Cyprus parliament delays vote on deposit levy to Monday
Cyprus's parliament has postponed until Monday an emergency session to vote on a levy on bank deposits after signs that lawmakers might block the surprise move agreed in Brussels to help fund a bailout and avert national bankruptcy.
In a radical departure from previous aid packages, euro zone finance ministers want Cyprus savers to forfeit up to 9.9 percent of their deposits in return for a 10 billion euro ($13 billion) bailout to the island, which has been financially crippled by its exposure to neighboring Greece.
The decision, announced on Saturday morning, stunned Cypriots and caused a run on cashpoints, most of which were depleted within hours. Electronic transfers were stopped.
The move to take a percentage of deposits, which could raise almost 6 billion euros, must be ratified by parliament, where no party has a majority. If it fails to do so, President Nicos Anastasiades has warned, Cyprus's two largest banks will collapse.
One bank, the Cyprus Popular Bank, could have its emergency liquidity assistance (ELA) funding from the European Central Bank cut by March 21.
A default in Cyprus would threaten to unravel investor confidence in the euro zone that has been fostered by the European Central Bank's promise last year to do whatever it takes to shore up the currency bloc.
A meeting of parliament scheduled for 10.00 a.m. ET on Sunday was postponed for a day to give more time for consultations and broker a deal, political sources said. The levy was scheduled to come into force on Tuesday, after a bank holiday on Monday.
BREAKS A TABOO
Making bank depositors bear some of the costs of a bailout had been taboo in Europe, but euro zone officials said it was the only way to salvage Cyprus's financial sector, which is around eight times the size of the economy.
European officials said it would not set a precedent.
In Spain, one of four other states getting euro zone help and seen as a possible candidate for a sovereign rescue, officials were quick to say Cyprus was a unique case. A Bank of Spain spokesman said there had been no sign of deposit flight.
The crisis is unprecedented in the history of the Mediterranean island, which suffered a war and ethnic split in 1974 in which a quarter of its population was internally displaced.
Anastasiades, elected only three weeks ago, said he had no choice but to accept the euro zone's aid terms.
"We would either choose the catastrophic scenario of disorderly bankruptcy or the scenario of a painful but controlled management of the crisis," Anastasiades said in a statement.
With a gross domestic product of barely 0.2 percent of the bloc's overall output, Cyprus applied for financial aid last June, but negotiations were stalled by the complexity of the deal and reluctance of the island's previous president to sign.
International Monetary Fund Managing Director Christine Lagarde, who attended the meeting, said she backed the deal and would ask the IMF board in Washington to contribute to the bailout.
The proposed levies on deposits are 9.9 percent for those exceeding 100,000 euros and 6.7 percent on anything below that.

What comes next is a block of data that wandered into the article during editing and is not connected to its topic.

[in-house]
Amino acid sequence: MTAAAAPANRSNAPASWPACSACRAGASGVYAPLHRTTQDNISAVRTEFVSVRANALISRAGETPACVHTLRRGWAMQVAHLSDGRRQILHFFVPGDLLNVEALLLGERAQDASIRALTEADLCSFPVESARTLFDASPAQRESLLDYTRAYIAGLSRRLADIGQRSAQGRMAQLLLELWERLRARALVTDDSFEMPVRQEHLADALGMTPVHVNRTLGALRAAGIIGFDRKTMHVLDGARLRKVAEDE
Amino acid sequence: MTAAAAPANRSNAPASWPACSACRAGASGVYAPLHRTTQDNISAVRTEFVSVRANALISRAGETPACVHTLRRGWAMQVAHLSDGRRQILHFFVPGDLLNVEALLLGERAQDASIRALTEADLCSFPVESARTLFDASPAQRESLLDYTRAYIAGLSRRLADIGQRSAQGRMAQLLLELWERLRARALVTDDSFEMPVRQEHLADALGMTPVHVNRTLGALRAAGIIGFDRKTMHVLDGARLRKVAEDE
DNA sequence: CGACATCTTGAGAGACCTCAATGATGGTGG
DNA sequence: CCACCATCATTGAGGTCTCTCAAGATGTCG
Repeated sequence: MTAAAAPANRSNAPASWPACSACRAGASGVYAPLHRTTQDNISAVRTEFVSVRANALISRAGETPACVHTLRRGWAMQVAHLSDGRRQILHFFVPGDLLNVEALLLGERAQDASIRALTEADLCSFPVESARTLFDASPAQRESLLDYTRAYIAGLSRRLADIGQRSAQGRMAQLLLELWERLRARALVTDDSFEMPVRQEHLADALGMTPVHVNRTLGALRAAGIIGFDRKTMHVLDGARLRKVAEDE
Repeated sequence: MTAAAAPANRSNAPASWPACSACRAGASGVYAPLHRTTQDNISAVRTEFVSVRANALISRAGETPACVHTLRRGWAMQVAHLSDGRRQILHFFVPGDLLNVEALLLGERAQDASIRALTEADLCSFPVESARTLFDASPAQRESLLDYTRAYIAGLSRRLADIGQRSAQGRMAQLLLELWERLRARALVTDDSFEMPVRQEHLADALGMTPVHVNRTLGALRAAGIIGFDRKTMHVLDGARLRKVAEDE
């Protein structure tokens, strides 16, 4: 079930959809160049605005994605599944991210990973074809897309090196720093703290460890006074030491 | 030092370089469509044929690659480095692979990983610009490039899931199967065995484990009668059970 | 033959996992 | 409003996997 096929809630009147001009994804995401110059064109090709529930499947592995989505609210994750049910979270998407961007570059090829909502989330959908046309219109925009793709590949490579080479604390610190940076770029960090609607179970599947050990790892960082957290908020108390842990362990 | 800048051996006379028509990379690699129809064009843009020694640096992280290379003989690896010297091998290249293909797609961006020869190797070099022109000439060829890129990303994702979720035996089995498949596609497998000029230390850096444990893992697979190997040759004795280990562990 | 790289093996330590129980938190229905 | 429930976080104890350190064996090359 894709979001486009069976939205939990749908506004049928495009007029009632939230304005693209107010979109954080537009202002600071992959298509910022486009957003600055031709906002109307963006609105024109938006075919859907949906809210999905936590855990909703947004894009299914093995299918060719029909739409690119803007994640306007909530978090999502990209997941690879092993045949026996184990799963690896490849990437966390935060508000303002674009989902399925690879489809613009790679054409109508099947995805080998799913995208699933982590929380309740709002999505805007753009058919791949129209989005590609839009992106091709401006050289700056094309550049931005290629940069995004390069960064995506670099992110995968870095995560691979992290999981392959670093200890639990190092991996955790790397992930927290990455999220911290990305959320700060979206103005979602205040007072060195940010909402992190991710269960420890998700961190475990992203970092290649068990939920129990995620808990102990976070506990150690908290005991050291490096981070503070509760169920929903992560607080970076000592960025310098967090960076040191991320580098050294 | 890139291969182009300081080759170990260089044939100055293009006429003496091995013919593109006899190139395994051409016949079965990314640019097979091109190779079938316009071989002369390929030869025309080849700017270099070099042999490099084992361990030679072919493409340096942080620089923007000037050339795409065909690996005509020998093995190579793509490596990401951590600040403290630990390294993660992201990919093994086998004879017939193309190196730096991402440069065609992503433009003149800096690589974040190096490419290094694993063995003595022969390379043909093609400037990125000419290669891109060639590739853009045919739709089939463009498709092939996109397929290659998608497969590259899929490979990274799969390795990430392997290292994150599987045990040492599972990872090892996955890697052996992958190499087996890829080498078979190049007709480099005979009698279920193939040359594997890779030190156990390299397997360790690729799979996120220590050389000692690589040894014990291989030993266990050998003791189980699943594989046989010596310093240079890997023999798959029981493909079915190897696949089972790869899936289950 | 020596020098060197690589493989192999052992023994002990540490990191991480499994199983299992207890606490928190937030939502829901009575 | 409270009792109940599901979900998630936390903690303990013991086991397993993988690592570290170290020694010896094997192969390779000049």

They would be compensated with shares in the banks. A political source told Reuters that, as a sweetener, Anastasiades would offer depositors equity returns, guaranteed by future natural gas revenues.
"Half of the value of the haircut will be guaranteed by natural gas proceeds," the source told Reuters.
Cyprus is expecting the results of an offshore appraisal drilling this year to confirm the island is sitting on vast amounts of natural gas worth billions.
Those affected will include rich Russians with deposits in Cyprus and Europeans who have retired to the island, as well as Cypriots themselves.
"I'm furious," said Chris Drake, a former Middle East correspondent for the BBC who lives in Cyprus. "There were plenty of opportunities to take our money out; we didn't because we were promised it was a red line which would not be crossed."
"I've lost several thousand," he told Reuters.
British finance minister George Osborne told the BBC on Sunday that Britain would compensate its about 3,500 military personnel based in Cyprus.
Anastasiades's right-wing Democratic Rally party, with 20 seats in the 56-member parliament, needs the support of other factions for the vote to pass. It was unclear whether even his coalition partners, the Democratic Party, would fully support the levy.
Cyprus's Communist party AKEL, accused of stalling on a bailout during its tenure in power until the end of February, was likely to vote against the measure. The socialist Edek party called EU demands "absurd".
"This is unacceptably unfair and we are against it," said Adonis Yiangou of the Greens Party, the smallest in parliament but a potential swing vote.
Many Cypriots, having contributed to bailouts for Ireland, Portugal and Greece - Greece's second bailout contributed to a debt restructuring that blew the 4.5 billion euro hole in Cyprus's banking sector - are aghast at Europe's treatment.
Cyprus received a "stab in the back" by its EU partners, the daily Phileleftheros said.
But it and another newspapers highlighted the danger of plunging the banking system into further turmoil if lawmakers sat on the fence.
"Even if the final agreement is wrong, if this is not approved by parliament the damage will be even greater," Politis economics editor Demetris Georgiades said in an editorial.
($1 = 0.7654 euros)
(Editing by Sonya Hepinstall and Will Waterman)